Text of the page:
By Sergeant. 1st Class Aaron Heft
As crowds of Parisians waved banners and shouted for joy, the thud of hundreds of pairs of boots marching in unison echoed down the Champs-Elysées, Paris’ most famous avenue, on August 29, 1944.
Columns of troops from the 28th Division marching through the French capital marked not only the end of the German occupation of Paris, but the beginning of the end of Nazi control over the rest of the country.
After the Allied landings in Normandy in June 1944, the fighting bogged down in brutal field-to-field combat across the French countryside. “Hedgerow Hell” consisted of fighting through 4 to 6 foot tall hard root filled walls overgrown with thick hedges and trees where German troops hid in foxholes and opened with deadly crossfire automatic weapons.
The 28th Pennsylvania Division joined other Allied troops to force their way through this terrain, liberating towns like Percy and Gathemo. As the groves of Normandy disappeared behind them, they were met with cheering crowds who greeted them with showers of fruit, wine and cries of “Vive lesAméricains”.
Now commanded by Brig. General Norman Cota, decorated veteran of North Africa and D-Day, the Keystone Division has been told they will be transported to Versailles, the historic palace of the Kings of France, and take part in another historic moment for the people of France . They would walk down the Champs-Elysées the next day, marking the liberation of Paris and the upcoming liberation of the entire French nation.
Despite the festivities, elements of the division were still working through the realities of war.
In his memoir, “I Was Baker 2,” Platoon Sergeant JJ Kuhn of the 110th Infantry recalled, “We were in a hell of a skirmish when a runner came up to me. ‘Get your platoon back to the park,’ he said. he said., ‘We are going to march through Paris.’
Kuhn pulled his men out of contact to find trucks ready to ship them to an assembly area, with mattresses and food for the men.
Harry Kemp, company commander of the 109th Infantry, recalled in his book “The Regiment: Let the Citizens Bear Arms” that the parade was not just a spectacle but also “a tactical move to regain contact with the enemy forces still in flight to Germany”. “
Despite the tactical significance, the parade was meant to inspire pride and fighting spirit in the Allied cause.
The men were rounded up in cold rain the day before the parade, given clean uniforms and ordered to prepare their equipment. The men knew that the next morning they would represent the whole Allied cause in the eyes of the French.
On August 29, the rain stopped and the rising sun inspired the men of Keystone’s division as they formed 24 men abreast along the side streets of Paris.
A directive from the division outlined the order of march: the division’s 28th Reconnaissance Troop would lead the way, with the unit split into two columns of men. Behind them followed the 112th, 110th and 109th infantry regiments in two columns.
After a 15-minute pause, the division’s artillery and tank destroyer units stormed past, with the anti-aircraft artillery, 103rd medical battalion, 103rd engineer battalion and 81st chemical mortar battalion closing the back of the column.
The details have been spelled to a “t”. Unit colors would be flown, arms slung, and personnel would execute a straight gaze as they passed the reviewing stand. The division directive included a note that “all personnel will be impressed with the honor bestowed on the division and the importance of presenting the parade in the exceptional manner of the 28th Division.”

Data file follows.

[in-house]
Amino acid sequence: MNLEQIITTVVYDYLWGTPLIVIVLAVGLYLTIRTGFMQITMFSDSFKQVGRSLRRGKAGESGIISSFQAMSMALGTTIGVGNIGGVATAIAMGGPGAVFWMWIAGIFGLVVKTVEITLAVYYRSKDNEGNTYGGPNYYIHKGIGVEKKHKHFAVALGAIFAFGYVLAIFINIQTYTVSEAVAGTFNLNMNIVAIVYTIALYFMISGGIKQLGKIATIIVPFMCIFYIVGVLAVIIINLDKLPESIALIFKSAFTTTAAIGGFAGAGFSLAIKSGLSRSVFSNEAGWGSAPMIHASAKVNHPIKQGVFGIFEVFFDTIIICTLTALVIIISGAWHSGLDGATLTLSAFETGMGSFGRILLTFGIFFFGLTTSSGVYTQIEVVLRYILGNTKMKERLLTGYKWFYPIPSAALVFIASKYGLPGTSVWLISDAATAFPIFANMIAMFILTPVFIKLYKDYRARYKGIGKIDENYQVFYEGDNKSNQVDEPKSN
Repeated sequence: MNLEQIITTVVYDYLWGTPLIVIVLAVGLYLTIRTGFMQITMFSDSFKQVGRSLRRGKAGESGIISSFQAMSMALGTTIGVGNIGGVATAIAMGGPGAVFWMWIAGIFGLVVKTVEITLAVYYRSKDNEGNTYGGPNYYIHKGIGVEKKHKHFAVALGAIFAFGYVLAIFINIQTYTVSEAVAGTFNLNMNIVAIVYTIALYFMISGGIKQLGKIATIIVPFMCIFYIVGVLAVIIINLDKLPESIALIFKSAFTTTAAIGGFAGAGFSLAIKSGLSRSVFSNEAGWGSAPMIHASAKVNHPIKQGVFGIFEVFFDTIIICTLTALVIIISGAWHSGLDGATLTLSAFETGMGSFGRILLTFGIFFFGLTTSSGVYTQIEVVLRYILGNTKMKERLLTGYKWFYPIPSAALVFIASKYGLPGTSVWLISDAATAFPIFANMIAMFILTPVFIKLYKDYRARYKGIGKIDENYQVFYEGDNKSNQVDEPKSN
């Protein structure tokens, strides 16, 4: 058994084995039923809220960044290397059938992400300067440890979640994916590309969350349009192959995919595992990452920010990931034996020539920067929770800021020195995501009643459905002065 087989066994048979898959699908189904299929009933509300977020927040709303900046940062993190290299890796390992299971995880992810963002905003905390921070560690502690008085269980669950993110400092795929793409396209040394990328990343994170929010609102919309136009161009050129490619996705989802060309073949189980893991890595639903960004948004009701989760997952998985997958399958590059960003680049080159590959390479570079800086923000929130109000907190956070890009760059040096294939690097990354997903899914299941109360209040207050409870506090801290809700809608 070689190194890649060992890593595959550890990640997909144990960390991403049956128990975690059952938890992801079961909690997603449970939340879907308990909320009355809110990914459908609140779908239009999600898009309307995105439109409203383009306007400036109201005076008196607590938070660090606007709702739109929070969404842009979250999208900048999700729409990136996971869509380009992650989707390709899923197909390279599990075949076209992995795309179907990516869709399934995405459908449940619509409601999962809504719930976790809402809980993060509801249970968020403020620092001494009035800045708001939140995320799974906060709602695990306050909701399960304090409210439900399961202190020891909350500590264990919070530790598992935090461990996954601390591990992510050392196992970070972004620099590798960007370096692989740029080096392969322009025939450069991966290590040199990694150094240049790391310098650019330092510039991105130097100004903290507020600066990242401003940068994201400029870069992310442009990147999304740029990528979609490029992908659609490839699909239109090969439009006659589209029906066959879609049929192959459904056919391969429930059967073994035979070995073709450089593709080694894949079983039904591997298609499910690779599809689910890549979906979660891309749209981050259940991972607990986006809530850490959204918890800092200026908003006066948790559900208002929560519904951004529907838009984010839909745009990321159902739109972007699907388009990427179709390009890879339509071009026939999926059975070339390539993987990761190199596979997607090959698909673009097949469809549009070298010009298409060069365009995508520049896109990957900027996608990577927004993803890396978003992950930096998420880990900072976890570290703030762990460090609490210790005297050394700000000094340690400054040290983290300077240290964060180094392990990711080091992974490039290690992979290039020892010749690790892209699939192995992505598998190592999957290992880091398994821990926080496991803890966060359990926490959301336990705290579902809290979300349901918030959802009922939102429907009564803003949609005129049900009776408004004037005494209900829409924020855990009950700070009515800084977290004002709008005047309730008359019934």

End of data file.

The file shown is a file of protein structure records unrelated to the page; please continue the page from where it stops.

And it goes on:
The division did not disappoint its new commander. The march was perfectly executed. Parisians swarmed the men, throwing bouquets, applauding “Vive lesAméricains!” and occasionally passing a sip of wine or cognac to the marching troops.
The Division’s route down the Champs-Élysées took them around the Arc de Triomphe, a memorial to fallen French soldiers in previous wars. They split their columns around the monument, again combining them in review for Generals Omar Bradley, Courtney Hodges and Norman Cota of the division.
French dignitaries, including General Charles de Gaulle and Le Clerc, also watched as the columns of Pennsylvania Guards marched past in perfect stride as the crowd waved French and American banners.
The 28th Division’s newspaper, The Invader, commemorated the event with a special edition on August 30, 1944. A headline at the top of the center column exclaimed “WE MARCH TO PARIS”. The lines echoed to the men of the division the importance of their march, the value beyond the steps taken and the routes taken. “History was written in Paris on that dark rainy Tuesday – August 29, 1944 – because with the entry of our division, the French capital, symbol of French freedom and center of European civilization, became free again.”
For many members of the division, the parade will live on in their memories beyond the months of fierce fighting.
Pfc. Robert Smith, a medic assigned to the 112th Infantry who would later fight in the Hurtgen Forest and the frozen hell of the Ardennes, said after the war that Paris marked one of the proudest moments of his military career.
Years later, in his wartime memoirs entitled “Medic!”, he recalled the emotion felt by many other Keystone soldiers who marched through the streets of Paris on that hot August morning: “I still feel the pride and excitement I felt that day.”
(Editor’s Note: Sgt. 1st Class Aaron Heft is a former platoon sergeant with Alpha Company, 1st Battalion, 111th Infantry Regiment, 56th Stryker Brigade Combat Team, 28th Infantry Division, Pennsylvania Army National Guard. He is currently the NCO in charge of the Army National Guard Leaders Development Program in Arlington, Va.)
|Date posted:||26.08.2022 15:08|
|Location:||FORT INDIANTOWN GAP, Pennsylvania, USA|
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